The comments we received demonstrate that there is disagreement about when the provision of broker-dealer investment advice is consistent with the solely incidental prong.
In light of these comments, we are adopting this interpretation to confirm and clarify the Commission's position with respect to the solely incidental prong. To illustrate how the interpretation functions, we discuss its application to two advisory services that a broker or dealer may provide, namely: (i) Exercising investment discretion over customer accounts and (ii) account monitoring.
Our interpretation complements each of the rules and forms we are adopting, which, among other things, are intended individually and collectively to enhance investor understanding of the relationships and services offered by investment advisers and broker-dealers.
II. Interpretation and Application
A. Historical Context and Legislative History
When the Advisers Act was enacted in 1940, broker-dealers regularly provided investment advice.
They did so in two distinct ways: As an auxiliary part of traditional brokerage services for which their brokerage customers paid fixed commissions and, alternatively, as a distinct advisory service for which their advisory clients separately contracted and paid a fee.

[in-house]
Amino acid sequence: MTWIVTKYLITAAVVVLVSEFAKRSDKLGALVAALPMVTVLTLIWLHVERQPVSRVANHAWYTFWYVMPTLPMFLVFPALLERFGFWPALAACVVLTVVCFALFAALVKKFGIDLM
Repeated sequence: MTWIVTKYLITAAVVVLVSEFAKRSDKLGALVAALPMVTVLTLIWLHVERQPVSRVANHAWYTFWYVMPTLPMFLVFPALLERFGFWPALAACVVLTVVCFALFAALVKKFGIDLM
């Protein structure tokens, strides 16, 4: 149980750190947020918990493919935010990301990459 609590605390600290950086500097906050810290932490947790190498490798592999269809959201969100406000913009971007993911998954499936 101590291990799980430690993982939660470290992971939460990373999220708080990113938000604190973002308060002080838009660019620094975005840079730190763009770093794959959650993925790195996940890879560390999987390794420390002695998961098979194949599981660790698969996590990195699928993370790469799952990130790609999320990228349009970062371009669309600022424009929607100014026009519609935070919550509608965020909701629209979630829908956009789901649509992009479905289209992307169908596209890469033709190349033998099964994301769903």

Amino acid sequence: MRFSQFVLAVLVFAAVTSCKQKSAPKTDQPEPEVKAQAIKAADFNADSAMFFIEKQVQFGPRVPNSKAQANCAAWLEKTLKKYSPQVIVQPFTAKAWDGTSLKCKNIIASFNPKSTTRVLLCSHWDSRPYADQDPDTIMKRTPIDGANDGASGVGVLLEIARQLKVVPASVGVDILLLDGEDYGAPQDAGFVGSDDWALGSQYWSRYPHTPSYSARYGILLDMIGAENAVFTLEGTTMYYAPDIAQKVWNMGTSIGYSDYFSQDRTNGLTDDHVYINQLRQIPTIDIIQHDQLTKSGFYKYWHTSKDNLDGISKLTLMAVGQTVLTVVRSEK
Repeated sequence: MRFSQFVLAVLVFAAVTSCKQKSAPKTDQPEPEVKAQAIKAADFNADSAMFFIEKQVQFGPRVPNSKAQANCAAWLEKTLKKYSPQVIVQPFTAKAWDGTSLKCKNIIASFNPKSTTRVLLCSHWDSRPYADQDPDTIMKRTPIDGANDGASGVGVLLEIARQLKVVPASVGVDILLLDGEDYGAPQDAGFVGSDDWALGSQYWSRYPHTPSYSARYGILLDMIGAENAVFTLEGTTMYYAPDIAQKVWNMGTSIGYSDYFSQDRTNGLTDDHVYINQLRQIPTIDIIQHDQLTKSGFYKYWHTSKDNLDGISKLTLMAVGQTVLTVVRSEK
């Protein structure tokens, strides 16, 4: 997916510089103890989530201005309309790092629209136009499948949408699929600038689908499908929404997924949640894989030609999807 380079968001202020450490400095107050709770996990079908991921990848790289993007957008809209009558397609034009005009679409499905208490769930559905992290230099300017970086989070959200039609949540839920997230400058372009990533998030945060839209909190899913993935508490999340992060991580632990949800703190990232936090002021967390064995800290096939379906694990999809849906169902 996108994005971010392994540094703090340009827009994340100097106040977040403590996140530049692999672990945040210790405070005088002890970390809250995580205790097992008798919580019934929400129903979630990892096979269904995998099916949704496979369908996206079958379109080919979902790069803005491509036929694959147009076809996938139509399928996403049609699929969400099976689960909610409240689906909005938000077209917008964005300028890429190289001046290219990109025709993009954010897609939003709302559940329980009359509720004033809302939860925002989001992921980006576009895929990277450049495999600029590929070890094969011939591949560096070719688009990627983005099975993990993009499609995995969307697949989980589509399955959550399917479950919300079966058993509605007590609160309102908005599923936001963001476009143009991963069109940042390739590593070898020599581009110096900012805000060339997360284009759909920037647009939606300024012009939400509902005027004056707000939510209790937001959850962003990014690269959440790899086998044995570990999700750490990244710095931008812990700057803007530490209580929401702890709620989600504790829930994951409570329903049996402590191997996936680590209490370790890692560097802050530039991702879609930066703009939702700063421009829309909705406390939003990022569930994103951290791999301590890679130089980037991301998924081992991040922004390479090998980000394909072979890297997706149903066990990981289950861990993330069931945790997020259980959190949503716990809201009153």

The advice that broker-dealers provided as an auxiliary component of traditional brokerage services was referred to as “brokerage house advice” in a leading study of the time.
“Brokerage house advice” was extensive and varied,
and included information about various corporations, municipalities, and governments; 
broad analyses of general business and financial conditions; 
market letters and special analyses of companies' situations; 
information about income tax schedules and tax consequences; 
and “chart reading.” 
The second way in which broker-dealers dispensed advice was to charge a distinct fee for advisory services, which typically were provided through special “investment advisory departments” within broker-dealer firms that advised customers for a fee in the same manner as firms whose sole business was providing “investment counsel” services.
Between 1935 and 1939, the Commission conducted a congressionally mandated study of investment trusts and investment companies and in connection with this study surveyed investment advisers, including broker-dealers with investment advisory departments.